Remember Newt Gingrich’s “Drill Here, Drill Now, Pay Less” campaign? Based on the false assumption that if we drill for oil in America, that oil will stay in America? And drive gas prices Americans pay down? Because, you know … supply and demand and all that simplistic Econ 101 crap from the 1920s that people believe still holds true in a global economy?
Yeah, well, it ain’t happening:
Oil boomlet sweeps U.S. as exports and production rise
Looking at your heating bills or gas prices, you may find it surprising that the United States is enjoying a mini oil boom. It’s producing more crude oil and, for the first time in decades, has become a net exporter of petroleum products such as jet fuel, heating oil and gasoline.
The U.S. exported more oil-based fuels than it imported in the first nine months of this year, making it likely that 2011 will be the first time since 1949 that the nation is a net exporter of such goods, primarily diesel.
That’s not all. The U.S. has reversed another decades-long trend. It began producing more crude oil in 2008 than the year before and accelerated that upswing 3% in the first nine months of this year compared with the same period in 2010. That production has helped reduce U.S. imports of crude oil by about 10% since 2006.
Funny because I thought Socialist Obama was a puppet of Greenpeace and the Sierra Club! Oh, and the tree huggers and Dirty Fucking Hippies have blocked all the new refineries! And bargle bargle blargh! And Al Gore is fat!
Hmm. So we’re producing more crude oil domestically, reducing our imports, headed toward energy independence … yet we’re still paying over $3.50 a gallon for gasoline! What happened to the “pay less” part of Newt’s slogan?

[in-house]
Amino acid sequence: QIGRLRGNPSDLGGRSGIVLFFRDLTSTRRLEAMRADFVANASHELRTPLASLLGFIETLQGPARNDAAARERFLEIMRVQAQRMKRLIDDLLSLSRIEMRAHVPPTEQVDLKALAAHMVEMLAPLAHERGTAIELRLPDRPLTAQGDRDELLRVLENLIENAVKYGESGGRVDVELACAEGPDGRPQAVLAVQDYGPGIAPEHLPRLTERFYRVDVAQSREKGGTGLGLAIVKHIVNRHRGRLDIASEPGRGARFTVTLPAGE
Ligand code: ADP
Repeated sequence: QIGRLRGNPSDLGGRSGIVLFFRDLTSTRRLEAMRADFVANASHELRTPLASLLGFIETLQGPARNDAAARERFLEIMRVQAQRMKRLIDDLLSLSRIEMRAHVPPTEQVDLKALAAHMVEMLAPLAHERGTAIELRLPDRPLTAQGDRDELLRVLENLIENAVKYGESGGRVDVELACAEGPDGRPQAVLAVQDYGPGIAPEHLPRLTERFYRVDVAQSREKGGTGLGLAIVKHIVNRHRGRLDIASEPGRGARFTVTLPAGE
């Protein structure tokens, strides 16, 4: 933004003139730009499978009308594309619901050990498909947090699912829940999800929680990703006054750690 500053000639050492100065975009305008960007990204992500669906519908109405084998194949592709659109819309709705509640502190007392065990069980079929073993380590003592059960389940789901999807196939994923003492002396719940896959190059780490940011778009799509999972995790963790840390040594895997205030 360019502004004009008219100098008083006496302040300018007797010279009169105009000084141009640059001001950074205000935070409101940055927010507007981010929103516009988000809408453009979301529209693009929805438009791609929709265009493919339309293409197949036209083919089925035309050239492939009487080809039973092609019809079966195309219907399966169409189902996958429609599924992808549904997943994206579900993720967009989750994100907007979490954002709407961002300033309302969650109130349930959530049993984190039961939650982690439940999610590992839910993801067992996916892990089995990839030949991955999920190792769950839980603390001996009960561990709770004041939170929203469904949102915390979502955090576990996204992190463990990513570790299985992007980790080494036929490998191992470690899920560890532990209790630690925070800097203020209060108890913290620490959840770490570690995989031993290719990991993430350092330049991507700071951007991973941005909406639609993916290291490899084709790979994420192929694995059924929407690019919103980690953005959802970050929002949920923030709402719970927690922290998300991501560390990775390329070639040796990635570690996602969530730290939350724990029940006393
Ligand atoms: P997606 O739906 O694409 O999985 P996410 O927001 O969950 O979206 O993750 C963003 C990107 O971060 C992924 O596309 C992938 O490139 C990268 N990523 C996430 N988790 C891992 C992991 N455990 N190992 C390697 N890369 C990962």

What gives? Two things:
American consumers benefit little from the U.S. oil boomlet, because their fuel prices depend heavily on a global oil market that remains tight and has probably already peaked in production, says Jeremy Rifkin, author of The Third Industrial Revolution: How Lateral Power is Transforming Energy, the Economy and the World.
Ah yes that global market thing. Oil is not like oranges or laundry detergent. And then there’s the fact that this “boomlet” comes from new sources of oil (like tar sands and shale and ultra-deep offshore wells) that had been prohibitively expensive to tap before. The price of oil has to reach a certain high price before tapping these sources makes economic sense.
You see, high gas prices are built into the system. So no matter how much we drill and refine here in the U.S., we won’t be seeing cheap gasoline. And as for the rest of it — the poisoned well water and earthquakes from fracking, the crazy, wild weather from increased atmospheric carbon dioxide — we all pay those costs so the oil companies can enjoy higher profits. Privatize the gains, socialize the losses: it’s the way we do things these days.
Of course, those of us who drive electric cars don’t pay too much attention to gas prices.